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The history of Vantona reaches back as far as 1780 and the start of the industrial revolution, when the cotton towns of Lancashire were at the forefront of worldwide textile production and the mills of Bolton were producing various types of quilts and counterpanes. In 1929 six of the original surviving manufacturers amalgamated to form Vantona, enabling a fine textile tradition to be born, and the company has been firmly embedded in the household textile market ever since.
The early product range centred on the production of woven quilts, bedcovers, blankets, towels, sheets, ticking and down quilts. Further, the objectives of the company were to build a vertically integrated group to spin, weave, process, make up and distribute this wide range of household textiles.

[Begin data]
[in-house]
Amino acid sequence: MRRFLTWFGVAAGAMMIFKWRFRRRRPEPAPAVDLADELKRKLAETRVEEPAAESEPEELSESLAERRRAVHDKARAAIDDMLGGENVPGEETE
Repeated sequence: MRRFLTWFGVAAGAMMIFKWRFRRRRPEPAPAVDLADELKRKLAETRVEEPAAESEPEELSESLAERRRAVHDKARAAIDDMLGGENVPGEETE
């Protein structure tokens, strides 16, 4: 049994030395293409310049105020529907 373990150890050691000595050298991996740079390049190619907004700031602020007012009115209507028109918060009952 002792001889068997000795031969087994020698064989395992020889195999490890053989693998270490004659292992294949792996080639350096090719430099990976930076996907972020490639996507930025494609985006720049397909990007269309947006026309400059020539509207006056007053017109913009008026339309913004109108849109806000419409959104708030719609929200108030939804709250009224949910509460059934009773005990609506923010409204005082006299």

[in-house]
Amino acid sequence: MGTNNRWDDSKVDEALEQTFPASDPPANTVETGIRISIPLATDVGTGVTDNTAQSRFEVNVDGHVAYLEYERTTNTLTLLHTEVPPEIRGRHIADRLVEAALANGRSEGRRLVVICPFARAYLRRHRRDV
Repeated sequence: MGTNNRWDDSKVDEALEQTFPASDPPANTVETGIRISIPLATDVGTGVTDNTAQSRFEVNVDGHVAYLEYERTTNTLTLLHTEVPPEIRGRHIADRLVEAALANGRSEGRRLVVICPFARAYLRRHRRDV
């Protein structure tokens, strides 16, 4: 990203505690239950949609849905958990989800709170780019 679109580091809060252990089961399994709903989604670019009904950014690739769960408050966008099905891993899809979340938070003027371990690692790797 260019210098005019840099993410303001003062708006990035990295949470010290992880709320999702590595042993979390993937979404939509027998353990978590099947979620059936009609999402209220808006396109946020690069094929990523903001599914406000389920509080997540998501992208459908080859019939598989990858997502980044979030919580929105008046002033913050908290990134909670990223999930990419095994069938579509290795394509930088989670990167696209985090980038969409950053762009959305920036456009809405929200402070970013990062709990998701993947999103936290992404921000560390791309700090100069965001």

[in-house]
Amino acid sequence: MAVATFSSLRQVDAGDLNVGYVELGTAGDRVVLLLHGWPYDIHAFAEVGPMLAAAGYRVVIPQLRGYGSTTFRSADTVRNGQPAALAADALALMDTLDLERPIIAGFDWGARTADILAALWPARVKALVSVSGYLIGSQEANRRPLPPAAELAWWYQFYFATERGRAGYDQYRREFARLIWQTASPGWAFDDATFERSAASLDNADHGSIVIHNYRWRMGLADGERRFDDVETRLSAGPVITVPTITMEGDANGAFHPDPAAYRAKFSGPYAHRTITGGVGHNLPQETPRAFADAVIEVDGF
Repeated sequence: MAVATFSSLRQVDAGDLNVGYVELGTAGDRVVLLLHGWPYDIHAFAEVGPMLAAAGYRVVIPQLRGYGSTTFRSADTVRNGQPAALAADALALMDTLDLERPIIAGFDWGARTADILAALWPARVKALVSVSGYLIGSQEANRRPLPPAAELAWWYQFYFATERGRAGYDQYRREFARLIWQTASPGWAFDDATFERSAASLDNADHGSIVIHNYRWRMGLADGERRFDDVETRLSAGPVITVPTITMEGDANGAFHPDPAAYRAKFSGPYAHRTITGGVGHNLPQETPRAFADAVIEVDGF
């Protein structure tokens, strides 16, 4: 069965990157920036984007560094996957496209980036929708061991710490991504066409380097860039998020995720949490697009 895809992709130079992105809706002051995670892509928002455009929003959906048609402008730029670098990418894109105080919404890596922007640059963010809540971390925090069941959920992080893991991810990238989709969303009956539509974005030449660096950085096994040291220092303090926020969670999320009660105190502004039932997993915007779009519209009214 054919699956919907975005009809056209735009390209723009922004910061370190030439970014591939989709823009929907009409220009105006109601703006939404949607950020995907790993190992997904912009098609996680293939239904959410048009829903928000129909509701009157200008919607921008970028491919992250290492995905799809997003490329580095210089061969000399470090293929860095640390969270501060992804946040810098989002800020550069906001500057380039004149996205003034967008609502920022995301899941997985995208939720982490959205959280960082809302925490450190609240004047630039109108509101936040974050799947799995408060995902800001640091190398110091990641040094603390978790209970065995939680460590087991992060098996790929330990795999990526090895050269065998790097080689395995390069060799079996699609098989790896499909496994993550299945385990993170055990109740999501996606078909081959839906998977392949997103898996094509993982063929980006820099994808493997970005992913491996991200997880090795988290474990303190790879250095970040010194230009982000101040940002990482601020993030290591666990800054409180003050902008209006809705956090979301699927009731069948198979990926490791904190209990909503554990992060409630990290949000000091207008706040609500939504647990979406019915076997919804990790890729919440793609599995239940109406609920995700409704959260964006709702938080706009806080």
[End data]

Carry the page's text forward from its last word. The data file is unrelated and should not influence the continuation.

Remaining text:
Vantona grew through this period, managing to survive the Indian boycott of British cotton which devastated the mills of Lancashire by supplying textiles to the armed forces during the Second World War. After the war, the company supplied leading household textile stores and had a very successful hospitality business supplying steam ship companies, hotels and hospitals.
However, throughout the 1960’s and 1970’s the Lancashire textile industry was in decline with a working cotton mill closing virtually every week, including Dove Mill in Bolton. Nevertheless Vantona was now a globally recognised brand, exporting to countries across the world and in 1975, and as a result of a growing trend for quilt covers and sheets, it followed sister company Dorma and launched “Dreamworld” which was a range of 70’s style florals and geometrics in key colours of the time. The trade and manufacture of bed linen was a huge success and formed the backbone of the company for many years.
It is fair to say that Vantona has seen the rise and demise of the British textile industry, adapting and re-inventing itself along the way. Today, Vantona is at the forefront of home furnishing trends in an era which sees a global interest, once again, in Great British products.